1808 Agnes Banks, NSW
Rose Winton wants nothing more than to work with her father, eminent naturalist Charles Winton, on his groundbreaking study of the platypus. Not only does she love him with all her heart, but the discoveries they have made could turn the scientific world on its head. When Charles is unable to make the long sea journey to present his findings to the prestigious Royal Society in England, Rose must venture forth in his stead. What she discovers there will change the lives of future generations.
1908 Sydney, NSW
Tamsin Alleyn has been given a mission: travel to the Hunter Valley and retrieve an old sketchbook of debatable value, gifted to the Public Library by a recluse. But when she gets there, she finds there is more to the book than meets the eye, and more than one interested party. Shaw Everdene, a young antiquarian bookseller and lawyer seems to have his own agenda when it comes to the book – and Tamsin. In an attempt to discover the book’s true provenance Tamsin decides to work with him.
The deeper they delve, the more intricate the mystery becomes. As the lives of two women a century apart converge, discoveries rise up from the past and reach into the future, with irrevocable consequences…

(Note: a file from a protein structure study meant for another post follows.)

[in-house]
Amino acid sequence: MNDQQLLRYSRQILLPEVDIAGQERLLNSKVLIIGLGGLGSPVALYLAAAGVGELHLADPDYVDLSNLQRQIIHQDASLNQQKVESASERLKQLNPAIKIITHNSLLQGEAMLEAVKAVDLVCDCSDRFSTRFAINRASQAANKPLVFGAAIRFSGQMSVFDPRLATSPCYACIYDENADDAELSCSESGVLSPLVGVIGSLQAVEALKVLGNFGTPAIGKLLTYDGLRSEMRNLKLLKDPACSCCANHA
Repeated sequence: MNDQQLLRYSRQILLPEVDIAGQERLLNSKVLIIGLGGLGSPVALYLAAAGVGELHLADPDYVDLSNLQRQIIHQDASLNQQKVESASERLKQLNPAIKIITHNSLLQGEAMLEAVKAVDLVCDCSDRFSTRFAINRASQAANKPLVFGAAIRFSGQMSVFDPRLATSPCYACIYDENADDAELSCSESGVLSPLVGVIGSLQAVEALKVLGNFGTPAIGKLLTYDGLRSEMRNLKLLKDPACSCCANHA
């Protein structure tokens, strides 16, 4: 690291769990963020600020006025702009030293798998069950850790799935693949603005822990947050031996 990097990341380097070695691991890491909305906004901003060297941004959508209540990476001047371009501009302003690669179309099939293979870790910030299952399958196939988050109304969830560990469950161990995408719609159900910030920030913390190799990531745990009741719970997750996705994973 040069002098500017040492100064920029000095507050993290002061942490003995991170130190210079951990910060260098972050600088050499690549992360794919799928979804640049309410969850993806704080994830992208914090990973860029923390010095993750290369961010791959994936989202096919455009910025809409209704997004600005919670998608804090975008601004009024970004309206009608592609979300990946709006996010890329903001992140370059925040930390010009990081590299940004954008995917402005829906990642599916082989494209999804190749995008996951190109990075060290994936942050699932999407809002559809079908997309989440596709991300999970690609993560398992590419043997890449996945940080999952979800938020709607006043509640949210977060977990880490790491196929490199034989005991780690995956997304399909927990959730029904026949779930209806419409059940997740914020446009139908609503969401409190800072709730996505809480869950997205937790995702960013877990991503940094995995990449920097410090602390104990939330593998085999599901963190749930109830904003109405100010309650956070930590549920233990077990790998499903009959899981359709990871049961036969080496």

The Naturalist’s Daughter captivated me. It’s a fabulous as the cover – and the cover is divine.
After reading this beautifully told story I want to sit on a shady bank, by a river, where Platypus live and watch them while imagining earlier time in Australia when Charles Winton and his daughter, Rose, lived.
The lives of both Rose and Tamsin, although characters living 100 years apart, are so wonderfully drawn I want more! I want to keep reading and discover other family members. (There’s a whole generation that can have its own story, so come on Tea!) I’m dying to know more about Rose’s mother and Charles during their time in Agnes Bank.
If you like historical fiction and Australian authors, put this book on your TBR pile.
Published by Harlequin (Australia)